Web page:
There are few places left in the world where you can experience the sounds of nature uninterrupted by planes, cars, off-road vehicles. Scientists are now working to quantify the impact of all that noise on the natural world, and to monitor how soundscapes -- the collection of sounds in a landscape made by critters, wind, water, people -- change over time and space. That, they say, can be a good indicator for how well, or poorly, ecosystems are faring.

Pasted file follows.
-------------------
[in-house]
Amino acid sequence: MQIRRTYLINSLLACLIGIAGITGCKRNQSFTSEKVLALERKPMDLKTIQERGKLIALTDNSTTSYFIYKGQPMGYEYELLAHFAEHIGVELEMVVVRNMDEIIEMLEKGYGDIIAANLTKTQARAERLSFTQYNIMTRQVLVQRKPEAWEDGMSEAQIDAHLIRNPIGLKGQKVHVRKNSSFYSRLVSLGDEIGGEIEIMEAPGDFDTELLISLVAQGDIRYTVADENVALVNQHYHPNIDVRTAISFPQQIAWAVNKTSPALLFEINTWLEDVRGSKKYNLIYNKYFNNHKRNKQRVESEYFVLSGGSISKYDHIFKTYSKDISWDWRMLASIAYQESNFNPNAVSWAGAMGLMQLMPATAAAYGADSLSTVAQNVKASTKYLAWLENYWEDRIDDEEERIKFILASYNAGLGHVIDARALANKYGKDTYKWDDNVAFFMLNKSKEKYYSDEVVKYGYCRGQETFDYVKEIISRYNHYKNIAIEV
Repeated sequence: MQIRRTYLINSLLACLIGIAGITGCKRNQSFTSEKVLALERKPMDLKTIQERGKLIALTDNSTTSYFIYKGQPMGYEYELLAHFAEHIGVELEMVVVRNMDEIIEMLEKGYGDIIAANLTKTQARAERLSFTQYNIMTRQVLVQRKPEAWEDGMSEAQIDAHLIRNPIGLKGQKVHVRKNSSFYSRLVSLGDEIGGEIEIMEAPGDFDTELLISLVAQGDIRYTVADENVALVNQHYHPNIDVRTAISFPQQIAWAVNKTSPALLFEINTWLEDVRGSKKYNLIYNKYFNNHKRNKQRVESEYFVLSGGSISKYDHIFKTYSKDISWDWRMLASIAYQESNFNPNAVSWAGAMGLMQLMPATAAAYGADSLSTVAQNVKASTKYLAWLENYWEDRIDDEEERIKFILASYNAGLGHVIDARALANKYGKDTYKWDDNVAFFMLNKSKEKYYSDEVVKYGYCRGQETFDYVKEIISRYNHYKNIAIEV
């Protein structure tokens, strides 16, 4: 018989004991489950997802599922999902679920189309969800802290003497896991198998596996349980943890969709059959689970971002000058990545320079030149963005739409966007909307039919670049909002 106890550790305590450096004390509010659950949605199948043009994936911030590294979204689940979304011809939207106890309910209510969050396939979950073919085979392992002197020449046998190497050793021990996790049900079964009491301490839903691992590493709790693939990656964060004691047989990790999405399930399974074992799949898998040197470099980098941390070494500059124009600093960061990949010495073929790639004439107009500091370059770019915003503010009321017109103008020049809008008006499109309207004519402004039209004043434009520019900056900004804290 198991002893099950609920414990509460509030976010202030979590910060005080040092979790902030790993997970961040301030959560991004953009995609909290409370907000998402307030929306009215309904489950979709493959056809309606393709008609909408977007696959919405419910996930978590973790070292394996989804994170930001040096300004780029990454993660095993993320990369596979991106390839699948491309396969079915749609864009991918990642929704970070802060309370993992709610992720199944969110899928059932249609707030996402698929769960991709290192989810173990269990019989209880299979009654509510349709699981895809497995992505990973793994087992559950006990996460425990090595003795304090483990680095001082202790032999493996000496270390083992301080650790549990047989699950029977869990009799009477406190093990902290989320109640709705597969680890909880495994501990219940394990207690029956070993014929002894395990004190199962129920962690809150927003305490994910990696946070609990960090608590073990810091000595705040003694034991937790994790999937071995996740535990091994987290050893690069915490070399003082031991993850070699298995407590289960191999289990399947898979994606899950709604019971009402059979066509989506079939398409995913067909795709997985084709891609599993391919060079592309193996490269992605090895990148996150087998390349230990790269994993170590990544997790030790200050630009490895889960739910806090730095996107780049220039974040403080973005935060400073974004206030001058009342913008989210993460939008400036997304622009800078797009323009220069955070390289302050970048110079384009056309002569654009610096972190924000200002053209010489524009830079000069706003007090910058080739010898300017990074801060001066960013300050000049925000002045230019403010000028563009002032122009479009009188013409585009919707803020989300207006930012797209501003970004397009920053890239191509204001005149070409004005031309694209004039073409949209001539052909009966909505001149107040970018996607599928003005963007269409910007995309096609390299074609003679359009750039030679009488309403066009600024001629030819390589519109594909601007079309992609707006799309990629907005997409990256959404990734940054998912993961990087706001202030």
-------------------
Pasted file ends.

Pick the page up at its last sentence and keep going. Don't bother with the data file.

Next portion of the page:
In this episode of West of 100, High Country News' new monthly podcast, we talk with scientists and recordists with their ears to the ground in the great outdoors. And we visit the Great Hoh Rain Forest in Washington State, where one man is working doggedly to protect "one square inch" of silence from us noisy humans.
Recordings of Muir Woods and Lincoln Meadow courtesy Bernie Krause. Recording of Yellowstone dawn chorus, licensed under Creative Commons, Western Soundscape Archive. Recording of stream, licensed under Creative Commons, mistiscool. Recording of jet, licensed under Creative Commons, digifishmusic.